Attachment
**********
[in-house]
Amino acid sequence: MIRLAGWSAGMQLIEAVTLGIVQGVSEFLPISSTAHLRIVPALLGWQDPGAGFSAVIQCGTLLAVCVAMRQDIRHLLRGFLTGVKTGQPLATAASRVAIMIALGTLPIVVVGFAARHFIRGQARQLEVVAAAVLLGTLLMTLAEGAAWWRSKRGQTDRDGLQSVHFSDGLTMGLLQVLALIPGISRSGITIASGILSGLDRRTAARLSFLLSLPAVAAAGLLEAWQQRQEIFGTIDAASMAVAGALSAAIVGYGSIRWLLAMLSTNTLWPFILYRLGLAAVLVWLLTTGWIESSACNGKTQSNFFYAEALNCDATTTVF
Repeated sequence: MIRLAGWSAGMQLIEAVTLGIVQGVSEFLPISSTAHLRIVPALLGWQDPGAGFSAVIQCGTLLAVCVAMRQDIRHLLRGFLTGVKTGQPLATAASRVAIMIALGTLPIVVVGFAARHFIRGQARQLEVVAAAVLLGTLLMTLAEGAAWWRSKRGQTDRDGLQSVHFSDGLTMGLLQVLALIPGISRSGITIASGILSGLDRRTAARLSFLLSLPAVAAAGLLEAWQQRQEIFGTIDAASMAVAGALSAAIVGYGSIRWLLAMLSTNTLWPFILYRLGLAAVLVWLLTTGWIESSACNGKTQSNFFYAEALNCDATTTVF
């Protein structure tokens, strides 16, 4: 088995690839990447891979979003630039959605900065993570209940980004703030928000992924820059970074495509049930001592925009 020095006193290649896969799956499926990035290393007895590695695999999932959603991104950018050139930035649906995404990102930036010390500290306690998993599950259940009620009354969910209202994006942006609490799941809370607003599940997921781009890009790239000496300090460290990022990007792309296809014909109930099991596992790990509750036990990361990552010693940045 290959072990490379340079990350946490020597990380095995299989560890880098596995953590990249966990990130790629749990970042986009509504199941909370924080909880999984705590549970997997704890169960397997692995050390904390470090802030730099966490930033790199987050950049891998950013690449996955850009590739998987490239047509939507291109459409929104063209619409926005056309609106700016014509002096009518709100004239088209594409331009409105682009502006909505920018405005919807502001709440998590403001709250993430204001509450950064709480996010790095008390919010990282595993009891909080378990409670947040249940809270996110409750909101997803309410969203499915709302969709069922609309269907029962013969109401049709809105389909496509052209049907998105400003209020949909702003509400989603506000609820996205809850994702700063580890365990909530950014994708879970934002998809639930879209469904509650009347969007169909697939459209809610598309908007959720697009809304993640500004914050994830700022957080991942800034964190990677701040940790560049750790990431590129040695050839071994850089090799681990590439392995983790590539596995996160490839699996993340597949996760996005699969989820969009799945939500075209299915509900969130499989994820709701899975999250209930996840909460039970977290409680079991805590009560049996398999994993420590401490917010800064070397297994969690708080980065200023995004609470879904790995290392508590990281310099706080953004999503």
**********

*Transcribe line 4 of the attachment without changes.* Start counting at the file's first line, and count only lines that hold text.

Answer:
């Protein structure tokens, strides 16, 4: 088995690839990447891979979003630039959605900065993570209940980004703030928000992924820059970074495509049930001592925009 020095006193290649896969799956499926990035290393007895590695695999999932959603991104950018050139930035649906995404990102930036010390500290306690998993599950259940009620009354969910209202994006942006609490799941809370607003599940997921781009890009790239000496300090460290990022990007792309296809014909109930099991596992790990509750036990990361990552010693940045 290959072990490379340079990350946490020597990380095995299989560890880098596995953590990249966990990130790629749990970042986009509504199941909370924080909880999984705590549970997997704890169960397997692995050390904390470090802030730099966490930033790199987050950049891998950013690449996955850009590739998987490239047509939507291109459409929104063209619409926005056309609106700016014509002096009518709100004239088209594409331009409105682009502006909505920018405005919807502001709440998590403001709250993430204001509450950064709480996010790095008390919010990282595993009891909080378990409670947040249940809270996110409750909101997803309410969203499915709302969709069922609309269907029962013969109401049709809105389909496509052209049907998105400003209020949909702003509400989603506000609820996205809850994702700063580890365990909530950014994708879970934002998809639930879209469904509650009347969007169909697939459209809610598309908007959720697009809304993640500004914050994830700022957080991942800034964190990677701040940790560049750790990431590129040695050839071994850089090799681990590439392995983790590539596995996160490839699996993340597949996760996005699969989820969009799945939500075209299915509900969130499989994820709701899975999250209930996840909460039970977290409680079991805590009560049996398999994993420590401490917010800064070397297994969690708080980065200023995004609470879904790995290392508590990281310099706080953004999503």